This can lead to issues allocating large pages or performing DR memory remove
operations once the ARC has grown large, even if it shrinks successfully. As a
workaround for the cage growth issue, many sysadmins have limited the size of
the ZFS ARC cache in /etc/system. Finally, scalability of ARC shrinking prior
to Solaris 11.3 is limited by heap page unmapping speed on large SPARC systems.

In Solaris 11.3, the ZFS ARC allocates its memory through KOM. The metadata
which is frequently accessed by ZFS (such as directory files) remains in
the kernel cage, but the vast majority of the cache which is not frequently
accessed by ZFS now resides outside of the kernel cage, where it can be
relocated by DR and page coalescing. KOM uses a slab size of 2M on x86 or 4M on
SPARC, so internal fragmenation is much less of an issue than it was with 256M
heap pages on SPARC. Scalability is vastly improved, as KOM takes advantage of
64-bit systems by using the seg_kpm framework for its address translations.

With this change, many systems which required limiting the ARC size will no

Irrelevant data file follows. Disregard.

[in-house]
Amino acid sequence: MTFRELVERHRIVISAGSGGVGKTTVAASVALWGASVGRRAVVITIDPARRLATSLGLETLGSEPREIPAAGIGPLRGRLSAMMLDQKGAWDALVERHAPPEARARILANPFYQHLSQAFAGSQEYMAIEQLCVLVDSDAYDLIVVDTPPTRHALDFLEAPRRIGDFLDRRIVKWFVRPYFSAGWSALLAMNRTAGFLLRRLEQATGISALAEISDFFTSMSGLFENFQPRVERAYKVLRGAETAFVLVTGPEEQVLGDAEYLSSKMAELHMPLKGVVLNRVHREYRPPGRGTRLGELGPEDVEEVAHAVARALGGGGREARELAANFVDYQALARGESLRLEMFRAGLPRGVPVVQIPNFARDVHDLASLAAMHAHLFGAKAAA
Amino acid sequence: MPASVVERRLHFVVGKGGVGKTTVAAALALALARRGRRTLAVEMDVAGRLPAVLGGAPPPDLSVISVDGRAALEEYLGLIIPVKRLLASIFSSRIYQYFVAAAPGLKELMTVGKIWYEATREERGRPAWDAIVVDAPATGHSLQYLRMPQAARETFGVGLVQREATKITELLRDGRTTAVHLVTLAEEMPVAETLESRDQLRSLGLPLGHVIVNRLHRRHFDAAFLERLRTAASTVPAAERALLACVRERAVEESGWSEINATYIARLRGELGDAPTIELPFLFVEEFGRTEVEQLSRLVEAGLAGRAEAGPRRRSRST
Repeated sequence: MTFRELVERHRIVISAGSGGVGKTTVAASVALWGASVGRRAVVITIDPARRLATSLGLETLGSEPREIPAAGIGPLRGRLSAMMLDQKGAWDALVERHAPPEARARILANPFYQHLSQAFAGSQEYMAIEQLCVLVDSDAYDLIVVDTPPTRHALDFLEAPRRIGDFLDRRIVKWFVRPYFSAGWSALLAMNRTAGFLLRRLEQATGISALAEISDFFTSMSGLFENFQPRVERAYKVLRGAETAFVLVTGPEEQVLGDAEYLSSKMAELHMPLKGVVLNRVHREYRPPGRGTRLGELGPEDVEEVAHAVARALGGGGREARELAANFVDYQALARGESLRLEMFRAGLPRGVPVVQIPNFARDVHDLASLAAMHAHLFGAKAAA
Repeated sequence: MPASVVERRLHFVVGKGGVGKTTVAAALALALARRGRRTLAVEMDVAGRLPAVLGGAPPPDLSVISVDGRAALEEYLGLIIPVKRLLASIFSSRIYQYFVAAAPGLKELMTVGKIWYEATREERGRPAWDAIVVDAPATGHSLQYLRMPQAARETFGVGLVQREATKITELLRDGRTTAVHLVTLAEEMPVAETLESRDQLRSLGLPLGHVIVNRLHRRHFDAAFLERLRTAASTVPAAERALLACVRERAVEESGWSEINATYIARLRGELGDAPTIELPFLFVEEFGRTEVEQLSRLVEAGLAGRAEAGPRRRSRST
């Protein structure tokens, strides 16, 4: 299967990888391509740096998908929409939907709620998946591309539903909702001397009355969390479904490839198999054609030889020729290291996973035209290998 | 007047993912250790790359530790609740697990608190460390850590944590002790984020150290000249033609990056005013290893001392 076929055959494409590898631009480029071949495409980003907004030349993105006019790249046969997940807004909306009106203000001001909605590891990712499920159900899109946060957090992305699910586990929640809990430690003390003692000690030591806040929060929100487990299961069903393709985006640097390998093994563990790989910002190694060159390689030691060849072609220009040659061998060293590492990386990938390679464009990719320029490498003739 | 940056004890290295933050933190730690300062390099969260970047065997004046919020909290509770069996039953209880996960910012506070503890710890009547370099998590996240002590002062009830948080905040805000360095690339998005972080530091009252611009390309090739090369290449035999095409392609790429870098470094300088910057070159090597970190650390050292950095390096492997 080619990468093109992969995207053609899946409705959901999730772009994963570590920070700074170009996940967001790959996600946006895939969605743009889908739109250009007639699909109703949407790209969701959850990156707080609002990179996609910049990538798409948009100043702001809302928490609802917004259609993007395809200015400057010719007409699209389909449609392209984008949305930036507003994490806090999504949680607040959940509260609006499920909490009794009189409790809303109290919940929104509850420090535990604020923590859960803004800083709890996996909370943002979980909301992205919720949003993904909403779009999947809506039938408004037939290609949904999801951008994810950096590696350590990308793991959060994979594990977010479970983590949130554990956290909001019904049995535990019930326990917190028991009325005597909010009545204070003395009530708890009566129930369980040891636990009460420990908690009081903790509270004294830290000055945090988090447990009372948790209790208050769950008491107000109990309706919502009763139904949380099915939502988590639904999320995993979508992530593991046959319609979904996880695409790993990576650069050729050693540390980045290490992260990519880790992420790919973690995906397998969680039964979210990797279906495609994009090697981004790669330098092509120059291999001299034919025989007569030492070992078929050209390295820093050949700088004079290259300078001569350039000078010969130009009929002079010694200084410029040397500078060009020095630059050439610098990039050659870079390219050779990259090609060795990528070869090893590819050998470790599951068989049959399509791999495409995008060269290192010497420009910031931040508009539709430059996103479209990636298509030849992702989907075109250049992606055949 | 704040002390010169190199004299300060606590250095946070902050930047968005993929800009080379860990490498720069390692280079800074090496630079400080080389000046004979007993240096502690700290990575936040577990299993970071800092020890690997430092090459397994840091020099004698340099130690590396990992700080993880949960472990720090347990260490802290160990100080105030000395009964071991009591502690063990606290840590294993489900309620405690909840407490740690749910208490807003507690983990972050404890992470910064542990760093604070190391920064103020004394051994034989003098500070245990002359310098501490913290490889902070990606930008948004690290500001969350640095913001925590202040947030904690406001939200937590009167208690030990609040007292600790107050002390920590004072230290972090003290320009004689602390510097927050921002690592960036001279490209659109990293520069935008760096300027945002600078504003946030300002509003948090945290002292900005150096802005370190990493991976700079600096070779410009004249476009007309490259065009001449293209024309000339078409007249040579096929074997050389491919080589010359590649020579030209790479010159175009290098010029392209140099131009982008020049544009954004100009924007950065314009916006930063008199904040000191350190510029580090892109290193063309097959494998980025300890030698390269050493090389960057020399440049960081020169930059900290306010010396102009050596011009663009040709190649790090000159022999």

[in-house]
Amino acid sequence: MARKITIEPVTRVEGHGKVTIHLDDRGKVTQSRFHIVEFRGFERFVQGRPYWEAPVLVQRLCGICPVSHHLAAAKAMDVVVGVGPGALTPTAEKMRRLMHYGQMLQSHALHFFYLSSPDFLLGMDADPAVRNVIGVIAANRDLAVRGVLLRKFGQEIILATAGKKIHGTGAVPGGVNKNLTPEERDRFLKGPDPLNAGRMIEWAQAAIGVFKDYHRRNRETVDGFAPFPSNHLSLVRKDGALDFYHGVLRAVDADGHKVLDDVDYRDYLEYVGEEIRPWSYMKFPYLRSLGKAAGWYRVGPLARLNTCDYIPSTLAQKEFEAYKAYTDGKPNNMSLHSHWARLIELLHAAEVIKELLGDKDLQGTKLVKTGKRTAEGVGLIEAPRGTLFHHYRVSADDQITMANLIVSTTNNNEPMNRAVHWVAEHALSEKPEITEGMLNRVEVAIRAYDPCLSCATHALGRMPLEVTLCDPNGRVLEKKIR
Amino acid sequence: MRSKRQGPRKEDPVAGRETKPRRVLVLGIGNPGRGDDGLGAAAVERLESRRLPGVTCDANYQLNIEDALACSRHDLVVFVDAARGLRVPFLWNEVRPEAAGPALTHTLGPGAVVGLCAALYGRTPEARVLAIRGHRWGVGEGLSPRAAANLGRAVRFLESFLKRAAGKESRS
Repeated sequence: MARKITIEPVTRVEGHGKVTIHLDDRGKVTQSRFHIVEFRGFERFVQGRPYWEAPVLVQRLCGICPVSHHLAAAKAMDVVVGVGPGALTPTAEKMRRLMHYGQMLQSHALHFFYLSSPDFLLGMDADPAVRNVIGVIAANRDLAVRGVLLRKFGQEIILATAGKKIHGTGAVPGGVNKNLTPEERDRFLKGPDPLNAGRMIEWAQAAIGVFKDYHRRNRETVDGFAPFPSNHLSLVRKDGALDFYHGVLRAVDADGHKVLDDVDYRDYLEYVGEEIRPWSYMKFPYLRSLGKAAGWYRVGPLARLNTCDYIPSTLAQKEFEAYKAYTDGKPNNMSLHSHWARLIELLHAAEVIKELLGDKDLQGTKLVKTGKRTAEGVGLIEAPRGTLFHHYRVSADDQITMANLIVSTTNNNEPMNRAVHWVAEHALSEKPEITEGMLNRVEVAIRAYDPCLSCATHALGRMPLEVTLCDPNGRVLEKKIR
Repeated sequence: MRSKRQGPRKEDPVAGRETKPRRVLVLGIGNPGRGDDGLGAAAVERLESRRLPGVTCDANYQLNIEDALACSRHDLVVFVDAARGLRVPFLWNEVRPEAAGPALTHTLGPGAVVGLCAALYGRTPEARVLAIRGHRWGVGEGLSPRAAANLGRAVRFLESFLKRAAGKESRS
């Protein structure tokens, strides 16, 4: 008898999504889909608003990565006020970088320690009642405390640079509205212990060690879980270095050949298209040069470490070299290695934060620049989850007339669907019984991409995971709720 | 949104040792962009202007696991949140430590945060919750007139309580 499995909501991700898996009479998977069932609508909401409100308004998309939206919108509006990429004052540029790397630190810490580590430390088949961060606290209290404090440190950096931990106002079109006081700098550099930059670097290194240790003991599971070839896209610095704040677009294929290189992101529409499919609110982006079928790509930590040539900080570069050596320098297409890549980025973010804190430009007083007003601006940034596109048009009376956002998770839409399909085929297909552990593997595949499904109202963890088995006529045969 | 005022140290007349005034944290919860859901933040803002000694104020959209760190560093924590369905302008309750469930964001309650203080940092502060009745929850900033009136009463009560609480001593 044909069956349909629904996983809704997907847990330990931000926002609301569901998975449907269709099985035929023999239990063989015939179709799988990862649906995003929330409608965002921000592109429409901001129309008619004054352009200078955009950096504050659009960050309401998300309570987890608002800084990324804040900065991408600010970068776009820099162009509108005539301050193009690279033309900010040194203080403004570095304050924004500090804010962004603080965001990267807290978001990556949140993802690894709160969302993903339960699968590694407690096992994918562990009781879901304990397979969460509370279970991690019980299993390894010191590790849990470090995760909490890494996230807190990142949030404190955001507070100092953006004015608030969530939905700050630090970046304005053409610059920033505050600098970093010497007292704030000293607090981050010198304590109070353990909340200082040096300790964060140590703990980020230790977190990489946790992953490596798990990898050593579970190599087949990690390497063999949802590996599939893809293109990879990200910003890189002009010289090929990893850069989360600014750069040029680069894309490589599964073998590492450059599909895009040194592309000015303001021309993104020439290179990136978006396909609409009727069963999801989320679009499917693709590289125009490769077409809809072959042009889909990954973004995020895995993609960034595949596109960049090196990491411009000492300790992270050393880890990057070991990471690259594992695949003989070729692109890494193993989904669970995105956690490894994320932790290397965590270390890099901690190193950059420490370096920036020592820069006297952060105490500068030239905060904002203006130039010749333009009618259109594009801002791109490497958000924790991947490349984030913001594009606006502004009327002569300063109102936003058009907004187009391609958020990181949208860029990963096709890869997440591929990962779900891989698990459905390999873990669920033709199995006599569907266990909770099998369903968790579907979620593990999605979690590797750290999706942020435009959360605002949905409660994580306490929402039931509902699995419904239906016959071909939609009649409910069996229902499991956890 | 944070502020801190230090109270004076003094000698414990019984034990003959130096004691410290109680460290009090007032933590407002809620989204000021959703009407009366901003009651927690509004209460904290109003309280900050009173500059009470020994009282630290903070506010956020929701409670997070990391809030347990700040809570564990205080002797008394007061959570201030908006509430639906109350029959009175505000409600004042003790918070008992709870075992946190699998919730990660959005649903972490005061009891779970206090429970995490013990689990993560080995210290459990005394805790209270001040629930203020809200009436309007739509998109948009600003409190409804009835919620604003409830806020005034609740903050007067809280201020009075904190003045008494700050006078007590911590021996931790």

longer require a hard limit, since the system is able to manage its memory much
better. Metadata heavy workloads, and systems hosting kernel zones, will still
need to limit the ARC size through /etc/system tuning in Solaris 11.3, however.

Saturday Jan 31, 2015

Multi-CPU Binding (MCB)

I want to tell everyone about the cool, new Multi-CPU Binding API introduced in Solaris 11.2.  Bo Li and I wrote up something that explains what it does, its benefits, and how it is used in Solaris along with examples of how to use it:


Multi-CPU Binding (MCB) is new functionality that was added to Solaris 11.2 and is available through a new API called "processor_affinity(2)" and through the pbind(1M) command line tool.  MCB provides similar functionality to processor_bind(2), but can do much more than processor_bind(2):

  1. Bind specified threads to one or more CPUs, leaf locality groups (lgroups)*, or Processor Groups (PGs)**.

  2. Specify strong or weak affinity to CPUs where:

    • Strong affinity means that the threads must only run on the specified CPUs

    •  Weak affinity means that the threads should always prefer to run on the specified CPUs but will run on the closest available CPU where they have sufficient priority to run soonest when the desired CPUs are running higher priority threads

  3. Specify positive or negative affinity for CPUs (ie. want to run or avoid running on specified CPUs)

  4. Enable or disable inheritance across fork(2), exec(2), and/or thr_create(3C).